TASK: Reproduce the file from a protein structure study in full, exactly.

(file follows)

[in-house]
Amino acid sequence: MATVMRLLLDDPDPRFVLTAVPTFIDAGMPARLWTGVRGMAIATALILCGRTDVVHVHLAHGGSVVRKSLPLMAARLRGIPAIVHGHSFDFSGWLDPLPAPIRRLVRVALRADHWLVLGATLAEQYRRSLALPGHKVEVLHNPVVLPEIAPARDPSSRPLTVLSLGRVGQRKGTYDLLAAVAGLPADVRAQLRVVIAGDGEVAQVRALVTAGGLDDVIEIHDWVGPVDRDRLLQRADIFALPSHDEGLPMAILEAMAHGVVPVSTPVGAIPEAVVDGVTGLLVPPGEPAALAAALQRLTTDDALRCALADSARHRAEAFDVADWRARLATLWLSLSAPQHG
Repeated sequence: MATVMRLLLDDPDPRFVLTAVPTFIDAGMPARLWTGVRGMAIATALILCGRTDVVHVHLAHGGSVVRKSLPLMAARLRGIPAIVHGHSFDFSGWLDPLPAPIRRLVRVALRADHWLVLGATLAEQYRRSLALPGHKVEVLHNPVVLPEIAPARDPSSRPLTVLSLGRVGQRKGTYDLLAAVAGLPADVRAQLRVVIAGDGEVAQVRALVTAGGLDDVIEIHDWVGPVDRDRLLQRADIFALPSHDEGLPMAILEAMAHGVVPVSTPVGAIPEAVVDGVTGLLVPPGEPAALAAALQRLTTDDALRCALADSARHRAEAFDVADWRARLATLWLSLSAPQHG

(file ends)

[in-house]
Amino acid sequence: MATVMRLLLDDPDPRFVLTAVPTFIDAGMPARLWTGVRGMAIATALILCGRTDVVHVHLAHGGSVVRKSLPLMAARLRGIPAIVHGHSFDFSGWLDPLPAPIRRLVRVALRADHWLVLGATLAEQYRRSLALPGHKVEVLHNPVVLPEIAPARDPSSRPLTVLSLGRVGQRKGTYDLLAAVAGLPADVRAQLRVVIAGDGEVAQVRALVTAGGLDDVIEIHDWVGPVDRDRLLQRADIFALPSHDEGLPMAILEAMAHGVVPVSTPVGAIPEAVVDGVTGLLVPPGEPAALAAALQRLTTDDALRCALADSARHRAEAFDVADWRARLATLWLSLSAPQHG
Repeated sequence: MATVMRLLLDDPDPRFVLTAVPTFIDAGMPARLWTGVRGMAIATALILCGRTDVVHVHLAHGGSVVRKSLPLMAARLRGIPAIVHGHSFDFSGWLDPLPAPIRRLVRVALRADHWLVLGATLAEQYRRSLALPGHKVEVLHNPVVLPEIAPARDPSSRPLTVLSLGRVGQRKGTYDLLAAVAGLPADVRAQLRVVIAGDGEVAQVRALVTAGGLDDVIEIHDWVGPVDRDRLLQRADIFALPSHDEGLPMAILEAMAHGVVPVSTPVGAIPEAVVDGVTGLLVPPGEPAALAAALQRLTTDDALRCALADSARHRAEAFDVADWRARLATLWLSLSAPQHG